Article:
Calls for Papers/Sep 08, 2023

Early Medieval Moral Economies, c. 700–c. 1100

Early Medieval Moral Economies, c. 700–c. 1100 lead image

Early Medieval Moral Economies, c. 700–c. 1100, panels at the 2024 International Medieval Congress, University of Leeds, July 1–4, 2024

What forces governed the economies of early medieval society? To what degree did market-forces exist in a period when commercial mechanisms seem to have been radically simplified? The terminology of 'moral economy' originated in a very specific context: E.P. Thompson's efforts to analyse the social ligaments of the underprivileged and the poor in response to profiteering market forces (1971) and then by James C. Scott's analysis of Burmese peasant household strategies at the edges of state-orgainsed and profit-driven markers (1976). These historical contexts are far from the early Middle Ages, yet ideas about socially embedded exchange interactions, gifts and tributes, and strategies of risk mitigation are the essence of many analysis of early medieval economic practices. The historiographical  fortune of moral economy is one of the widest in existence - comparable, perhaps, in the historiographical debates, to the so-called fall of Rome. The loose bundle of heads traveling as the concept of a 'moral economy' has been used to describe economic decision-making around the good of a community (Decry 2019, Candido da Silva 2014), a bottom-up, peasant-driven view of economic practices (Portass 2022, Faith 2019), and to explain the radical expansion of the properties of the church and the circulation of assets to the church (Fouracre 2021, Wood 2022). The term has been stretched to cover multiple alternatives to political economies and market economies, suggesting that at every social level people acted upon complex principles around exchange, notwithstanding the challenges we face in categorizing them.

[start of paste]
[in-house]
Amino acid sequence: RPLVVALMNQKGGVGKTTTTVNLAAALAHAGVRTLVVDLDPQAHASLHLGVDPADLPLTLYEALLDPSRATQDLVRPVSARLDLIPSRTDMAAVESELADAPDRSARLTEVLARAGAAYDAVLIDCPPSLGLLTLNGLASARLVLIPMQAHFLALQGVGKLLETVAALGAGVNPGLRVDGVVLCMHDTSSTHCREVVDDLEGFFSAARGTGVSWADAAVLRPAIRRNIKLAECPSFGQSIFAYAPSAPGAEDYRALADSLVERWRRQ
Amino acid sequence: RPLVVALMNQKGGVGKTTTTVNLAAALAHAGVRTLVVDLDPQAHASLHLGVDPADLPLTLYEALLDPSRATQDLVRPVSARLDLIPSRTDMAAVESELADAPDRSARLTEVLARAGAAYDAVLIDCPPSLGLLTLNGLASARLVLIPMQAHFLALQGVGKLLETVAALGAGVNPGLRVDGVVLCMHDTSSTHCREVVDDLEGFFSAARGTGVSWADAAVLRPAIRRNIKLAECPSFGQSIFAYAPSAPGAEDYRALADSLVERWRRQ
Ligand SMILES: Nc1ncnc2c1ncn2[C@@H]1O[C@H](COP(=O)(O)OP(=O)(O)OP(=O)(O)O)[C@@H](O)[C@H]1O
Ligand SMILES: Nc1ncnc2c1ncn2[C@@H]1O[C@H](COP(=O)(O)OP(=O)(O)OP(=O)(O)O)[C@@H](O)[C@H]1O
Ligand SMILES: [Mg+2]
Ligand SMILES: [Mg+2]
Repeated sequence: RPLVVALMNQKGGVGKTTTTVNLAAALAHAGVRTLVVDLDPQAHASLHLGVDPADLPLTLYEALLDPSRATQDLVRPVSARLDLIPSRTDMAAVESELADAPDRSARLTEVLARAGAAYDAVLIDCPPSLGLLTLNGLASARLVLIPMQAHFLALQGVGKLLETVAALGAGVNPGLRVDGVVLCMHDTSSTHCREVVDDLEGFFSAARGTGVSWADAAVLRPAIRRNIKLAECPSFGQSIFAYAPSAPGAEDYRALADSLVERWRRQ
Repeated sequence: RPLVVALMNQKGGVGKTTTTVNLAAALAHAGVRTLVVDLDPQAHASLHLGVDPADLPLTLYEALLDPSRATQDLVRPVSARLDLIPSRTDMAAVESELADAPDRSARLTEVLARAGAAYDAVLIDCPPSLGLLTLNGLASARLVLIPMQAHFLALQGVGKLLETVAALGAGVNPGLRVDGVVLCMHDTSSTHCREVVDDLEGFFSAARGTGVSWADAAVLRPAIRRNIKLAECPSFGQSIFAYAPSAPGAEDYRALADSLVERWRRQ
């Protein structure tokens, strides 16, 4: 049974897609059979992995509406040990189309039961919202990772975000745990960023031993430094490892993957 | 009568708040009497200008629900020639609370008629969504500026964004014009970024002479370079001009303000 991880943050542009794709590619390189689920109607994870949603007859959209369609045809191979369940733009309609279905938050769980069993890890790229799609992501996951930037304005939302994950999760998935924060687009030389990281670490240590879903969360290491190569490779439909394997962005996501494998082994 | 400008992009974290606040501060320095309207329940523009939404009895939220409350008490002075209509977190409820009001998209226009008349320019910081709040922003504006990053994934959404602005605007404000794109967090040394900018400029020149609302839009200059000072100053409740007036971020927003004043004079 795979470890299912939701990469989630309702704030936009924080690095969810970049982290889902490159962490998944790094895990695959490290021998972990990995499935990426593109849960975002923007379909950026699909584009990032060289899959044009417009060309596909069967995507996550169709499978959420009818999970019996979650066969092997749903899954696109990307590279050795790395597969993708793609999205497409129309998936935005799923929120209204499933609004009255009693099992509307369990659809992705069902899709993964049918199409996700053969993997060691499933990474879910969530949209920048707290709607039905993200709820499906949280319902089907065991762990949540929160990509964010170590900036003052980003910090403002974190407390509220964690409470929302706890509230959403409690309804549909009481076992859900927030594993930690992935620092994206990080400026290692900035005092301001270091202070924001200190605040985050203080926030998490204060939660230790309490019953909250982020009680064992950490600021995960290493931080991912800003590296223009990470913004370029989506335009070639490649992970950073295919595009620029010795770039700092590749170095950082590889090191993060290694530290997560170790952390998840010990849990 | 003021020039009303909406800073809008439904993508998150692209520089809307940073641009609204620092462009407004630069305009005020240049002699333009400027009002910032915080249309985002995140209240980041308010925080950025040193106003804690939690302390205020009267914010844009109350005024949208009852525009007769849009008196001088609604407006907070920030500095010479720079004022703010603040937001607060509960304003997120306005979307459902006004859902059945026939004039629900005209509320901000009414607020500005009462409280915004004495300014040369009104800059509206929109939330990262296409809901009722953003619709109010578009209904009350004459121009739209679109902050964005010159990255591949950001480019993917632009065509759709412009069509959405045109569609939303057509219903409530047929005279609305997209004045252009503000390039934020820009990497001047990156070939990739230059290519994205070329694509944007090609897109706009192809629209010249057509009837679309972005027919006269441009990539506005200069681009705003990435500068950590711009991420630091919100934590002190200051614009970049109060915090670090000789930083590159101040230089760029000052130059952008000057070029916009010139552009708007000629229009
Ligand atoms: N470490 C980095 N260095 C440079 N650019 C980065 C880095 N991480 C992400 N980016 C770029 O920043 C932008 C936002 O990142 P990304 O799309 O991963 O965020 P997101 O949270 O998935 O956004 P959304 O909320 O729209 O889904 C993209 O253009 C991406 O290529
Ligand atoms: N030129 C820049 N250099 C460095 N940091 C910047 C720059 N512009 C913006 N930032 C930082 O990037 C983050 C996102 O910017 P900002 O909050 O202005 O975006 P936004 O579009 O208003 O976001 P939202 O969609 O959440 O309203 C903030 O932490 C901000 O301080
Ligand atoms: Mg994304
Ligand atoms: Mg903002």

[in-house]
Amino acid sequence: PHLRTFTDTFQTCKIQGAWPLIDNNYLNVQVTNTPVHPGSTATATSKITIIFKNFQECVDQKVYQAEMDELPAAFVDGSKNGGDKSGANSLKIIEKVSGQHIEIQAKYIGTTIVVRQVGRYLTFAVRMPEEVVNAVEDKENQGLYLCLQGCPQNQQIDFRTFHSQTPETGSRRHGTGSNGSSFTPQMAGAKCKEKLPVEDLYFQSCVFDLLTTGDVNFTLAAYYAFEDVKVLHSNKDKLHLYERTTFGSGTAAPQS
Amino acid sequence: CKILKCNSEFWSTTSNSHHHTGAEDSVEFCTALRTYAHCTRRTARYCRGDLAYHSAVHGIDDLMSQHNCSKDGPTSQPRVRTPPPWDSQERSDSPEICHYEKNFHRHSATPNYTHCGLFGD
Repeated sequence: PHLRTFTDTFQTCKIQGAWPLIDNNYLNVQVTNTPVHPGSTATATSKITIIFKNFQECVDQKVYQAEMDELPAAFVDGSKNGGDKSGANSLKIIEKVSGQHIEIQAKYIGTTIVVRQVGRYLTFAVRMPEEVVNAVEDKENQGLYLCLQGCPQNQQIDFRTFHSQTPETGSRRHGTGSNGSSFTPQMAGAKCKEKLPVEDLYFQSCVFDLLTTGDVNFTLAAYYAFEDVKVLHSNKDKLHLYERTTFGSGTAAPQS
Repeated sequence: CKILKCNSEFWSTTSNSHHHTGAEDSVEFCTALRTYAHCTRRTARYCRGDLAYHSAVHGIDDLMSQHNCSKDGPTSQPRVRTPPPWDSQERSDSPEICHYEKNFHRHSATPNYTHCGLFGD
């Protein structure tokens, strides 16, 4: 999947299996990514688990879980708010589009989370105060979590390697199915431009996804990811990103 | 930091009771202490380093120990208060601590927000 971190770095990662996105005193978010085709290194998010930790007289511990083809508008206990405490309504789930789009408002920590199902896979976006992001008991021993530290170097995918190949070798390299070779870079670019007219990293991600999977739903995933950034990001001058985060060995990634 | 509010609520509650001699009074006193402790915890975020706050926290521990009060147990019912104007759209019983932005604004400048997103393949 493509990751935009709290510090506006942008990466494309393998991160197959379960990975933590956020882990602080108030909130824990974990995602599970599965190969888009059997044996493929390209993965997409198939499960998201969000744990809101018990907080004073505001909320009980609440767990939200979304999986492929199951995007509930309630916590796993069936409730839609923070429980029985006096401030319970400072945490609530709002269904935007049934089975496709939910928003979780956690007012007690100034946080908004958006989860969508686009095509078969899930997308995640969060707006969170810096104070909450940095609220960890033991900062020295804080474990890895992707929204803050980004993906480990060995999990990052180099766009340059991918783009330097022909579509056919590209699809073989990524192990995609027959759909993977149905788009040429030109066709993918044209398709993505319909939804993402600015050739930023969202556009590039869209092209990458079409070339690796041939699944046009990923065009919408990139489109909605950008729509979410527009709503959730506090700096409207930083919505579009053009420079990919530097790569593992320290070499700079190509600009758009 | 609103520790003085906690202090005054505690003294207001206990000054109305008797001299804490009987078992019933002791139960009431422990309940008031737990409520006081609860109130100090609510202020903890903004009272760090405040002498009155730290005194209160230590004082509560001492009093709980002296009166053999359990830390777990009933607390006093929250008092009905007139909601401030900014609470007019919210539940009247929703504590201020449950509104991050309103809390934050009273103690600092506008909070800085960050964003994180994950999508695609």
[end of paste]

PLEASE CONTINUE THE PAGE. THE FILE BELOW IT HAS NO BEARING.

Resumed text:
This strand of sessions seeks to explore these questions in a comparative framework, noting the differences between early medieval societies across the post-Roman world, across Latin, Greek, and Arabic source bases. We see to develop case-studies of economic-decision making rooted in social contexts - not all economies operated identically of course. We welcome papers which explore the peasantry, the household and local strategies interacting with commerce, and identifying chronological points of change - when political or market forces receded or dominated.

Caroline Goodson, University of Cambridge
Marcelo Candido da Silva, Universidade de São Paulo